May 20, 2012
Baseball Strikes Again!
Baseball is a long season, almost a prototype for the classic Survivor slogan: Outwit, Outplay, Outlast. As excited as I was on opening day, I'm sad to report that my home team BREWERS have faced a trifecta of season-ending injuries and several others that range from from "nagging" to serious. Our impressive first day line-up has been shaken and stirred, but not yet consumed by this stroke of lousy luck.
In fact, the team continues to adjust, adapt, and endure. Sometimes winning, even if not as often as they would with a healthy team. Why? Of course, because they represent a wealth of talented players who are well-paid to do so. One reason I love this team, though, is the character and heart they display, trumping the miserable hand of fate with energy and oomph just when it is needed most.
I didn't grow up loving baseball, but the Brewers wooed me and won my devotion. There's just something about baseball... and I don't seem to be alone in that opinion. Several nonfiction picture books explore the love story that is baseball.
BROTHERS AT BAT:The True Story of An Amazing All Brother Baseball Team by Audrey Vernick, illustrated by Steven Salerno. In the 1930's many families had lots of kids, and the Acerra family of New Jersey was no exception. All twelve brothers played baseball, but the four sisters didn't. In those days "sports were just for boys", although Salerno's period pictures clearly show that these sisters didn't agree with that presumption.
Each brother developed his own distinctive and impressive talent. In one game brother Alfred was blinded in one eye by a bunt gone wrong, but his brothers worked with him until he became "a pretty good one-eyed catcher". Four of the brothers went off to war, but each eventually returned to rejoin the team. It wasn't until 1997 that their unique family team was honored in the Baseball Hall of Fame.
Don't miss the author's and illustrator's notes at the back for even more inspiring background information about this remarkable family of baseball fanatics.
LIPMAN PIKE: America's First Home Run King, by Richard Michelson and illustrated by Zachary Pullen, is the story of speedy young "Lip" and his love of the game called "Base". He eventually battled his father's resistance, anti-semitism, and government corruption to apply his unequaled speed and hitting power to the game he loved.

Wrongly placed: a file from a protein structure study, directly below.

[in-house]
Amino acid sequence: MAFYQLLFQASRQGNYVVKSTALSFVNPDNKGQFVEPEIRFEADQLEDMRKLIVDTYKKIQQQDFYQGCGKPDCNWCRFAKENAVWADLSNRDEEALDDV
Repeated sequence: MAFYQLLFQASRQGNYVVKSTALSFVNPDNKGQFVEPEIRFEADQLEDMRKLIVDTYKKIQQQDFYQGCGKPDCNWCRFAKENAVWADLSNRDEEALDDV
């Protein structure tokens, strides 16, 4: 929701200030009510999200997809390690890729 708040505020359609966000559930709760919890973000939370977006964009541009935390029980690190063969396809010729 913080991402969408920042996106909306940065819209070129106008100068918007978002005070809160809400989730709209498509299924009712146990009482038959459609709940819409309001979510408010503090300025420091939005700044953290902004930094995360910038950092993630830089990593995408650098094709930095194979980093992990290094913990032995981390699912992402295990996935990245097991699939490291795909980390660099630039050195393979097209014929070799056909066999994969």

We've all become convinced that superior sports talent will translate to big paychecks, life-changing paychecks. It wasn't until 1871 that the first all-professional (paid) league was formed. Lipman's earliest payments were "unofficial" and just $20 a week. One inflation calculator shows that Lipman, the leading player of the day, was paid the equivalent of about $280 per week. Professional players like Pike worked full time jobs in "real" life to allow them to live out their baseball dreams, playing with the best.
Yet another look back in time can be found in PLAYERS IN PIGTAILS by Shana Corey, illustrated by Rebecca Gibbon. The lead character, Katie, is a fictional composite of the very real young women who seized the opportunity to play professional baseball when history took most of the professional players off to fight World War II. No less than President Roosevelt himself mandated that baseball remain viable for the sake of the nation's morale. Just as women moved into factories they also took on the world of sports.
Katie's story is timeless- a girl whose talent and interests focused on sports, but the world judged her on traditional expectations- cooking, dancing, knitting. Until fate offered up the opportunity to live out her own baseball dreams.
The author's note reveals a surprise about the familiar "Casey at the Bat" and adds even more intriguing details about the way the AAGPBL came to be at that time. (All American Girls' Professional Baseball League).
Now for a nod to a title set in present day that partners well with these picture books,
SHAKESPEARE BATS CLEANUP, by Ron Koertge.
This story in verse speaks in the voice of Kevin, a fourteen year old boy, confined at home "resting" until given the "all clear" from mono, his tall, lean, baseball body losing its strength and instincts. The down time with his writer father involves a journal, a book on poetry forms, and plenty of time to reflect on baseball, girls, and his deceased mother, among other topics. Once he is back on the team he warms the bench, still writing, and sees people (including himself and girls) through new eyes.
Writing will do that to you.
Baseball's beauty is in offering a season long enough for overcoming adversity, gaining insights, and leading with your heart.
Not unlike the characters and story in a good book.
Cliche` or not, baseball (Life?) is a marathon, not a sprint. Reading and writing (and injuries) point out lessons along the way.